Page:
Another hot spot was at Sennheiser’s booth. They just recently announced the HD 660 S and this newer version of the infamous 6xx series impressed me a lot. While the sound signature remains fairly close to the HD 650, the new driver that was taken over from the HD 700 is supposed to make a big difference.
Do keep in mind that show impressions can be deceiving, but the speed and attack were much better than how I remember my old HD 650 or 600. Most importantly, distortion has been minimized, especially in the bass which is great news if you plan to use an equalizer or the great software by Sonarworks – who also had a booth at CanJam.
I would have to do an A/B comparison to confirm, but right now I do believe that due to the faster speed the HD 660 S sounds less bassy and warm than the HD 650. That would not only place it neatly between the 600 and 650 but possibly even replace both in the long run. Expect previous versions to slowly disappear from shelves.
Sennheiser also updated the IE 800 S. Their in-ear flagship has a slightly refined tuning. If I remember the original version correctly, the bass and midrange did not change much but the treble is a bit darker now.
Overall, I felt the sound is quite warm but less fatiguing. The new cable also feels much softer and hopefully it is freed from the stiffening that plagued early versions of the IE 800. Unfortunately, the price jumped from 699 to 999 € but you will get two balanced cables in the box for that. I mean it’s our own fault, we keep asking for balanced cables so we have to pay for it, right?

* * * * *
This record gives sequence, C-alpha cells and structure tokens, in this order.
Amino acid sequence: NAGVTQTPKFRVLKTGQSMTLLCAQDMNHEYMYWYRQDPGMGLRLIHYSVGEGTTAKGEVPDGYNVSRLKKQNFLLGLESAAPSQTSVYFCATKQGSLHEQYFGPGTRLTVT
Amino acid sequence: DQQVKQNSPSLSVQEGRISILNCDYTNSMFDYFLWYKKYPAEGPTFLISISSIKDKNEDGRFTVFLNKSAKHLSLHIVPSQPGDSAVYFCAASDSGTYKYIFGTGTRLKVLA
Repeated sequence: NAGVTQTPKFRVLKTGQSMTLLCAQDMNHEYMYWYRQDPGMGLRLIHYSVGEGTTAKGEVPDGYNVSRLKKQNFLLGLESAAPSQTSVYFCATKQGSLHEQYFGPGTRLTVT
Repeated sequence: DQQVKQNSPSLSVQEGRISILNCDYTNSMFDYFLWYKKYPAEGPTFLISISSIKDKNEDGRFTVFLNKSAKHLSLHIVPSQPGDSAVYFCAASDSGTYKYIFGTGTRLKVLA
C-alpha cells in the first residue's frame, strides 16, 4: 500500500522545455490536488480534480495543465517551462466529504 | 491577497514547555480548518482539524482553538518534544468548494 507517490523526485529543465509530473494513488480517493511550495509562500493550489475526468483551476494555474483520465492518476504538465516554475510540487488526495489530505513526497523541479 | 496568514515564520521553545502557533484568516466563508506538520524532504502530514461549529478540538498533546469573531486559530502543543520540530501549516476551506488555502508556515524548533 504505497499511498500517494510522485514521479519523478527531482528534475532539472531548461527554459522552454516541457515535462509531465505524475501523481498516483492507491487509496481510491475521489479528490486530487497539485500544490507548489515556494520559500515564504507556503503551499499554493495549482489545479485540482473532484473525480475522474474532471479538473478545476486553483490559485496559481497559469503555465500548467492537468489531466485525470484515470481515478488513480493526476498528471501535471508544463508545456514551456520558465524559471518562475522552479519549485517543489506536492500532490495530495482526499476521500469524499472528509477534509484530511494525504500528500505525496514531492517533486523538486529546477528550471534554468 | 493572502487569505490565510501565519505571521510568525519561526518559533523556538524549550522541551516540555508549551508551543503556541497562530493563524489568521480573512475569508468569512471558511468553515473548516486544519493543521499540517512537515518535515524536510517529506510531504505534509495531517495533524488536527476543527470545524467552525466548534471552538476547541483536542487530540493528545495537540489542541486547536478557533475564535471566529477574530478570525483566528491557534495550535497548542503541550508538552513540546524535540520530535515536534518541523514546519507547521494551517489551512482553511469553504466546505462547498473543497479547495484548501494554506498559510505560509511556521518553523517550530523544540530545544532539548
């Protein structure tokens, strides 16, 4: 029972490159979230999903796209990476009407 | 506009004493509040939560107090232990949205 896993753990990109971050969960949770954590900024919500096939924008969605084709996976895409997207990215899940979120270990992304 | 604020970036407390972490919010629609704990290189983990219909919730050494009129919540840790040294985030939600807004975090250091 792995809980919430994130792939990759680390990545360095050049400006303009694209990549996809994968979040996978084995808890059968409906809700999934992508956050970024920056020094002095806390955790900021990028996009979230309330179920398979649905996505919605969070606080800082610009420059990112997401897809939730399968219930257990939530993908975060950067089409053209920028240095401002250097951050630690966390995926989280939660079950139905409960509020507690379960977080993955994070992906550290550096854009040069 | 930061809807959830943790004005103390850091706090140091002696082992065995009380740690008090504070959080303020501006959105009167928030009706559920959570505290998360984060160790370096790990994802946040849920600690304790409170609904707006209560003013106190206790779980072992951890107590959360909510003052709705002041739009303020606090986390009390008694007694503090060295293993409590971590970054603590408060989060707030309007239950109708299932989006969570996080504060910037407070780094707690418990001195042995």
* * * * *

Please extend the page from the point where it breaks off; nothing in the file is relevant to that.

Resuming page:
Sennheiser also upgraded the HDVD 800 amp to HDV 820. Its design now matches the HD 800 S better and of course that with another price increase to 2.400 €. If you found the 24-192 DAC limiting, you can now enjoy 32bit and 256x CD quality from DSD playback.
I got to meet Axel Grell, who is famous as a hifi product designer and contributed to the original Orpheus, the HD 650, the HD 800 and of course the newer products. I managed to squeeze some hot information out of him and all I can say now is that if you’ve been waiting for something specific, the year is not over yet! I suggest you don’t empty your wallet quite yet.
Beyerdynamic’s latest releases were all about Bluetooth.
Their star of the show were the newly released Aventho Wireless on-ear headphones. Bluetooth without active noise canceling might be a tough sell at 450 €, but the features of the Aventho are mostly about the accompanying MIY app. This app is very similar to the Mimi hearing test and music apps that are in the App Store.
Their programmer was also available at the show and he has a history with the amazing 3D monitoring company called KLANG Technologies – I wanted to write a feature about Klang a long time ago, maybe now is a good time.
Anyway, what the app does is it creates a personal profile for each ear separately that can be stored into the headphone for all connections to use. You set it up on your smartphone once and then the data is stored in the Aventho. The app advertises to adjust to personal hearing. I think there is a lot more potential available here than Beyerdynamic currently use it for.